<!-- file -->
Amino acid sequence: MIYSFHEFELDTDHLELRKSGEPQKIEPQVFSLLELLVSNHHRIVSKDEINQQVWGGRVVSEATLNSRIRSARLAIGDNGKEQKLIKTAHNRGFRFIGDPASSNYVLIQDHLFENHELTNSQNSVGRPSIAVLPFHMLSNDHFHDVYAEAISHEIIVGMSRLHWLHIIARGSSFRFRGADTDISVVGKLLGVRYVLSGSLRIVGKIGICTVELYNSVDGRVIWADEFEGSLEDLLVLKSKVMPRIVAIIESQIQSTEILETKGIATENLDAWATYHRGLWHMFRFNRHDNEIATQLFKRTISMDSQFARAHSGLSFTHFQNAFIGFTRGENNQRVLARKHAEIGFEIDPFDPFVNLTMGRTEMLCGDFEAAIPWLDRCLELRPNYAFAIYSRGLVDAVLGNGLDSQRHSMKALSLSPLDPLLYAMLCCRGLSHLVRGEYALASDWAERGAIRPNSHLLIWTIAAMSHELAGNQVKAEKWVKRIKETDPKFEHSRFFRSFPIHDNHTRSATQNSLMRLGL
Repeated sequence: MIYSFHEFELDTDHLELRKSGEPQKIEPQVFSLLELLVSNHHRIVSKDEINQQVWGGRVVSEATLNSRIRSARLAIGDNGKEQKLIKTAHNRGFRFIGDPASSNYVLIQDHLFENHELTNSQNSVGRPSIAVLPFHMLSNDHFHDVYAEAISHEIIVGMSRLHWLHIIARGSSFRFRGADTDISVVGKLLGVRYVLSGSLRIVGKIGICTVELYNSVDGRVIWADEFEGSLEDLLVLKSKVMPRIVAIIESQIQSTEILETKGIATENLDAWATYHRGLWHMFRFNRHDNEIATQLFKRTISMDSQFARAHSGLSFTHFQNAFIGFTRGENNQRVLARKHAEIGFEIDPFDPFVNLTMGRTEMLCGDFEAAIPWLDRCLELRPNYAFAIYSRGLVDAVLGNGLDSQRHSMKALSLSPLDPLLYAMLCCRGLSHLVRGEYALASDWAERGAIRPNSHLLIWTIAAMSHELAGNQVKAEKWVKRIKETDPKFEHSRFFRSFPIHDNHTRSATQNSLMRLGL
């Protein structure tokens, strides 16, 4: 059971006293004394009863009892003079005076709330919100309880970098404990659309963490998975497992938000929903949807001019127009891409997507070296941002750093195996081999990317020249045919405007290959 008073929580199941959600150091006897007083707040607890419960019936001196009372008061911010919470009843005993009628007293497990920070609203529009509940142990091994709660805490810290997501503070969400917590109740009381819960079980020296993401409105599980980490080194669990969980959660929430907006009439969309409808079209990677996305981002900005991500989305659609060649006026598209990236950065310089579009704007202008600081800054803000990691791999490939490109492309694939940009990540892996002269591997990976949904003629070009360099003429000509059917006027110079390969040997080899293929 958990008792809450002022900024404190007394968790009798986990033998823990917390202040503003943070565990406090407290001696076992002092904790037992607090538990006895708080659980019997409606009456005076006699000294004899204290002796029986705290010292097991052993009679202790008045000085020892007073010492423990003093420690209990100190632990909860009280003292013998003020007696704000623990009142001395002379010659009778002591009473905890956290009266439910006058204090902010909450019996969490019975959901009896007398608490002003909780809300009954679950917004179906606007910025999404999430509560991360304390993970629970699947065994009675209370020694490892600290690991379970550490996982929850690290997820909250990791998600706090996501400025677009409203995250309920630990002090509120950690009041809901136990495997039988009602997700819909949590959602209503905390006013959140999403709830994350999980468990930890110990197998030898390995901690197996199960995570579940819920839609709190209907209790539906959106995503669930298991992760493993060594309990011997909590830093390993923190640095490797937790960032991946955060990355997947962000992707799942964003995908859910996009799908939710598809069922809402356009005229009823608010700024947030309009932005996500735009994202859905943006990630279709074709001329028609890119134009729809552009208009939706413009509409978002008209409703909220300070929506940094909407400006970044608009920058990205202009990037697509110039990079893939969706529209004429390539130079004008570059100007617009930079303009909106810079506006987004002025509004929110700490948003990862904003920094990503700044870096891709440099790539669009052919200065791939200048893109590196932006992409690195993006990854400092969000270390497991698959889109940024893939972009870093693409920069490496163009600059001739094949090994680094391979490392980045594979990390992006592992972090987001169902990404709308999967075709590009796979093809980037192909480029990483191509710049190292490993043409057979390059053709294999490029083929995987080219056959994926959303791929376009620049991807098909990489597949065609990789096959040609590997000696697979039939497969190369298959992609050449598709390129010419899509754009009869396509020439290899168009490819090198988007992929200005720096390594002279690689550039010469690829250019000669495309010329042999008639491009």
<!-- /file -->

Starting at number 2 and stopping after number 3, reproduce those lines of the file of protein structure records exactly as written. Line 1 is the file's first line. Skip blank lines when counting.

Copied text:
Repeated sequence: MIYSFHEFELDTDHLELRKSGEPQKIEPQVFSLLELLVSNHHRIVSKDEINQQVWGGRVVSEATLNSRIRSARLAIGDNGKEQKLIKTAHNRGFRFIGDPASSNYVLIQDHLFENHELTNSQNSVGRPSIAVLPFHMLSNDHFHDVYAEAISHEIIVGMSRLHWLHIIARGSSFRFRGADTDISVVGKLLGVRYVLSGSLRIVGKIGICTVELYNSVDGRVIWADEFEGSLEDLLVLKSKVMPRIVAIIESQIQSTEILETKGIATENLDAWATYHRGLWHMFRFNRHDNEIATQLFKRTISMDSQFARAHSGLSFTHFQNAFIGFTRGENNQRVLARKHAEIGFEIDPFDPFVNLTMGRTEMLCGDFEAAIPWLDRCLELRPNYAFAIYSRGLVDAVLGNGLDSQRHSMKALSLSPLDPLLYAMLCCRGLSHLVRGEYALASDWAERGAIRPNSHLLIWTIAAMSHELAGNQVKAEKWVKRIKETDPKFEHSRFFRSFPIHDNHTRSATQNSLMRLGL
């Protein structure tokens, strides 16, 4: 059971006293004394009863009892003079005076709330919100309880970098404990659309963490998975497992938000929903949807001019127009891409997507070296941002750093195996081999990317020249045919405007290959 008073929580199941959600150091006897007083707040607890419960019936001196009372008061911010919470009843005993009628007293497990920070609203529009509940142990091994709660805490810290997501503070969400917590109740009381819960079980020296993401409105599980980490080194669990969980959660929430907006009439969309409808079209990677996305981002900005991500989305659609060649006026598209990236950065310089579009704007202008600081800054803000990691791999490939490109492309694939940009990540892996002269591997990976949904003629070009360099003429000509059917006027110079390969040997080899293929 958990008792809450002022900024404190007394968790009798986990033998823990917390202040503003943070565990406090407290001696076992002092904790037992607090538990006895708080659980019997409606009456005076006699000294004899204290002796029986705290010292097991052993009679202790008045000085020892007073010492423990003093420690209990100190632990909860009280003292013998003020007696704000623990009142001395002379010659009778002591009473905890956290009266439910006058204090902010909450019996969490019975959901009896007398608490002003909780809300009954679950917004179906606007910025999404999430509560991360304390993970629970699947065994009675209370020694490892600290690991379970550490996982929850690290997820909250990791998600706090996501400025677009409203995250309920630990002090509120950690009041809901136990495997039988009602997700819909949590959602209503905390006013959140999403709830994350999980468990930890110990197998030898390995901690197996199960995570579940819920839609709190209907209790539906959106995503669930298991992760493993060594309990011997909590830093390993923190640095490797937790960032991946955060990355997947962000992707799942964003995908859910996009799908939710598809069922809402356009005229009823608010700024947030309009932005996500735009994202859905943006990630279709074709001329028609890119134009729809552009208009939706413009509409978002008209409703909220300070929506940094909407400006970044608009920058990205202009990037697509110039990079893939969706529209004429390539130079004008570059100007617009930079303009909106810079506006987004002025509004929110700490948003990862904003920094990503700044870096891709440099790539669009052919200065791939200048893109590196932006992409690195993006990854400092969000270390497991698959889109940024893939972009870093693409920069490496163009600059001739094949090994680094391979490392980045594979990390992006592992972090987001169902990404709308999967075709590009796979093809980037192909480029990483191509710049190292490993043409057979390059053709294999490029083929995987080219056959994926959303791929376009620049991807098909990489597949065609990789096959040609590997000696697979039939497969190369298959992609050449598709390129010419899509754009009869396509020439290899168009490819090198988007992929200005720096390594002279690689550039010469690829250019000669495309010329042999008639491009």